Written by Ross O. Storey and Jack Loo31 Dec. 07 22:00

Profiles in leadership

Leading change effectively
Andrew Diver, manager, systems development and programme management, Vero Insurance

Written by Divina Paredes29 Dec. 07 22:00

A bright future

It has been said that the hallmark of a good executive is the ability to create a department so effective and well run that he or she ultimately becomes redundant. While that may be a depressing thought for some, it was an approach that led to Richard Deck taking the step up into a chief information officer role in early 2007, and he hasn't looked back.
This time last year, Deck was coming to the end of his tenure as chief IT architect and strategist at AGL, where he worked for a former MIS CIO of the year, Cesare Tizi (MIS is a sister publication of CIO New Zealand). Charged with the responsibility of taking a lead in developing a long-term IT strategy and solving AGL's complex billing and call centre problems, he successfully implemented a new direction that was strongly focused on outsourcing.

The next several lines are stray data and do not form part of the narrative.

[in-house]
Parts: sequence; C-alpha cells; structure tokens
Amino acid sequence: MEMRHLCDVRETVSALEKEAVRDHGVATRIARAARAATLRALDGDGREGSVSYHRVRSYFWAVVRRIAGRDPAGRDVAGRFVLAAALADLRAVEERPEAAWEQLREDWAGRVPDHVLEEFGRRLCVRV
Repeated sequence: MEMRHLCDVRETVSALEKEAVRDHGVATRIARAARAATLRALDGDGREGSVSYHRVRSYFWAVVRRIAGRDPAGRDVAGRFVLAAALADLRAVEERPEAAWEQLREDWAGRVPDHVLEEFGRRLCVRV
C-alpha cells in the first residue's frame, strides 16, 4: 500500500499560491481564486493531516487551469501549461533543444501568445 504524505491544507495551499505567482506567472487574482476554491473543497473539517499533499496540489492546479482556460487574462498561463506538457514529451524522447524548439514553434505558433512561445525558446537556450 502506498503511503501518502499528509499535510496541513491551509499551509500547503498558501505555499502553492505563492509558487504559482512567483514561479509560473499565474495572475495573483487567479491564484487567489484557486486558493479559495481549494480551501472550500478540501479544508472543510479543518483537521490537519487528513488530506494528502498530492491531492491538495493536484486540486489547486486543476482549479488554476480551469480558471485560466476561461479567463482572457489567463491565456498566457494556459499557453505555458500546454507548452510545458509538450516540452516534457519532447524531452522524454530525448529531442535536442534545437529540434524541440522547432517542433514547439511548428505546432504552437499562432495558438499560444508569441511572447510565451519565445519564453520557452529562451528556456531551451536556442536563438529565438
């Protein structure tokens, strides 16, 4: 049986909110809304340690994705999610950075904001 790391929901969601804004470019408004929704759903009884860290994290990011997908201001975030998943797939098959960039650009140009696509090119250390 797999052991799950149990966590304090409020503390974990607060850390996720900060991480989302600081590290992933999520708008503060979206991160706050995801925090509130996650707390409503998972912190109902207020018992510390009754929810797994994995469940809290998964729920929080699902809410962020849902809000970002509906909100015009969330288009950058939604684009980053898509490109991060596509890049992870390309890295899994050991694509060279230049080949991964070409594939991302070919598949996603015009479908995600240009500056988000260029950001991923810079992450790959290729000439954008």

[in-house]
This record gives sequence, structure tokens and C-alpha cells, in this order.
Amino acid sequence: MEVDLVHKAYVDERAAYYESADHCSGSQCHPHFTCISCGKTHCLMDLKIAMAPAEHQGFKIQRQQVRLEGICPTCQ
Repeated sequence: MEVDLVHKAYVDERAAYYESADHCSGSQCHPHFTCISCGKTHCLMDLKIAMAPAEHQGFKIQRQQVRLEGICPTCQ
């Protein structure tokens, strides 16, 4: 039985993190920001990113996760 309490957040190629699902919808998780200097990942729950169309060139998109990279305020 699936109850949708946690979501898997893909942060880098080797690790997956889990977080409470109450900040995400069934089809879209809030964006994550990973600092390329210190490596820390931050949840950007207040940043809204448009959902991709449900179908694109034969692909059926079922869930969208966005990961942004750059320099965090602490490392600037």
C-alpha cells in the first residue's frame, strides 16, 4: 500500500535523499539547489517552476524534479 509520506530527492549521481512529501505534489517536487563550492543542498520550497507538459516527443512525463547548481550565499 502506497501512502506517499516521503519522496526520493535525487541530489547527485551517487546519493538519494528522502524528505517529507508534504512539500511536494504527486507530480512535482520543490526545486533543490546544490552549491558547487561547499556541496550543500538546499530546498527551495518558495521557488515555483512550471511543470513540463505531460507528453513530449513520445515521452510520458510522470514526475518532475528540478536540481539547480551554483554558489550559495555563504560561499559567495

Written by Paul Smith15 Dec. 07 22:00

Patience is key to lasting solutions

Vodafone's chief technology officer, Andy Reeves, has been looking forward to this Christmas for a long time. Early in 2005 he set out to conduct a comprehensive overhaul of the company's billing, financial, provisioning and mediation systems.
Having been through similar projects previously, Reeves was keen to set a realistic deadline, and Christmas 2007 was locked in as the date by which everything would be done.

Written by Jeanne-Vida Douglas07 Dec. 07 22:00

Changing spaces

When the New Zealand Defence Force moved to a new building in Wellington after 60 years working from its former premises, three people walked off the job on the first day. Richard Hitchcock, senior project manager for IT and Telephony, says when changing premises and associated ICT systems it pays not to underestimate the effect on individuals.